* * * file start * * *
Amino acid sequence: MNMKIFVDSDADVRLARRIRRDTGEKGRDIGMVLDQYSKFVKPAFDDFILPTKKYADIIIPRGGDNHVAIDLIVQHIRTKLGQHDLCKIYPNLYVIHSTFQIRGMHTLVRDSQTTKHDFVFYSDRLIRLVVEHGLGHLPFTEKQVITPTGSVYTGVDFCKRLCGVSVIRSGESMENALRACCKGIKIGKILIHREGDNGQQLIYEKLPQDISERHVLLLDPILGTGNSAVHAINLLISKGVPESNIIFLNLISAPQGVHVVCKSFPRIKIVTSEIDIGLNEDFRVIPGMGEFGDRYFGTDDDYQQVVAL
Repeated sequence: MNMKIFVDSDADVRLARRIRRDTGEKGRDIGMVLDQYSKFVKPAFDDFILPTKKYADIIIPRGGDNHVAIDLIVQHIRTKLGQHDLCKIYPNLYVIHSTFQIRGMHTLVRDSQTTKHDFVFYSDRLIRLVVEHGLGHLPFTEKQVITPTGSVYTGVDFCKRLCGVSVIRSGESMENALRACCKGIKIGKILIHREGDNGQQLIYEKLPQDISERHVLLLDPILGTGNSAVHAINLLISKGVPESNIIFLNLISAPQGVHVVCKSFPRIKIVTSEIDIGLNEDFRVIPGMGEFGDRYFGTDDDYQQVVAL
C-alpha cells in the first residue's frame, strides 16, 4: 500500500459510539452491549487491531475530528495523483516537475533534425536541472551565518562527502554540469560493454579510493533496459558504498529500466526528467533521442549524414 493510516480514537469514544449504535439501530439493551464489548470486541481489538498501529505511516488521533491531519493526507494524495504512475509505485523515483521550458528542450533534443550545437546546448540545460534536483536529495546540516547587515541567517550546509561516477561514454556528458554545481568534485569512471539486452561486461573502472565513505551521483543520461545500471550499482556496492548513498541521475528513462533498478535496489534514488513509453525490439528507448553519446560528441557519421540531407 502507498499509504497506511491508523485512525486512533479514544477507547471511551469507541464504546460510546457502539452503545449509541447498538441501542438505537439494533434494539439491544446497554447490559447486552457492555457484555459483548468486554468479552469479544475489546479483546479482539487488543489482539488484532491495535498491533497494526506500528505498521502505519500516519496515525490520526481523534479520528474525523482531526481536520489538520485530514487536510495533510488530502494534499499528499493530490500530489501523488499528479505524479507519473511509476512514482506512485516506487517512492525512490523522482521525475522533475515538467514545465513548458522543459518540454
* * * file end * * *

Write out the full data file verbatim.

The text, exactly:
Amino acid sequence: MNMKIFVDSDADVRLARRIRRDTGEKGRDIGMVLDQYSKFVKPAFDDFILPTKKYADIIIPRGGDNHVAIDLIVQHIRTKLGQHDLCKIYPNLYVIHSTFQIRGMHTLVRDSQTTKHDFVFYSDRLIRLVVEHGLGHLPFTEKQVITPTGSVYTGVDFCKRLCGVSVIRSGESMENALRACCKGIKIGKILIHREGDNGQQLIYEKLPQDISERHVLLLDPILGTGNSAVHAINLLISKGVPESNIIFLNLISAPQGVHVVCKSFPRIKIVTSEIDIGLNEDFRVIPGMGEFGDRYFGTDDDYQQVVAL
Repeated sequence: MNMKIFVDSDADVRLARRIRRDTGEKGRDIGMVLDQYSKFVKPAFDDFILPTKKYADIIIPRGGDNHVAIDLIVQHIRTKLGQHDLCKIYPNLYVIHSTFQIRGMHTLVRDSQTTKHDFVFYSDRLIRLVVEHGLGHLPFTEKQVITPTGSVYTGVDFCKRLCGVSVIRSGESMENALRACCKGIKIGKILIHREGDNGQQLIYEKLPQDISERHVLLLDPILGTGNSAVHAINLLISKGVPESNIIFLNLISAPQGVHVVCKSFPRIKIVTSEIDIGLNEDFRVIPGMGEFGDRYFGTDDDYQQVVAL
C-alpha cells in the first residue's frame, strides 16, 4: 500500500459510539452491549487491531475530528495523483516537475533534425536541472551565518562527502554540469560493454579510493533496459558504498529500466526528467533521442549524414 493510516480514537469514544449504535439501530439493551464489548470486541481489538498501529505511516488521533491531519493526507494524495504512475509505485523515483521550458528542450533534443550545437546546448540545460534536483536529495546540516547587515541567517550546509561516477561514454556528458554545481568534485569512471539486452561486461573502472565513505551521483543520461545500471550499482556496492548513498541521475528513462533498478535496489534514488513509453525490439528507448553519446560528441557519421540531407 502507498499509504497506511491508523485512525486512533479514544477507547471511551469507541464504546460510546457502539452503545449509541447498538441501542438505537439494533434494539439491544446497554447490559447486552457492555457484555459483548468486554468479552469479544475489546479483546479482539487488543489482539488484532491495535498491533497494526506500528505498521502505519500516519496515525490520526481523534479520528474525523482531526481536520489538520485530514487536510495533510488530502494534499499528499493530490500530489501523488499528479505524479507519473511509476512514482506512485516506487517512492525512490523522482521525475522533475515538467514545465513548458522543459518540454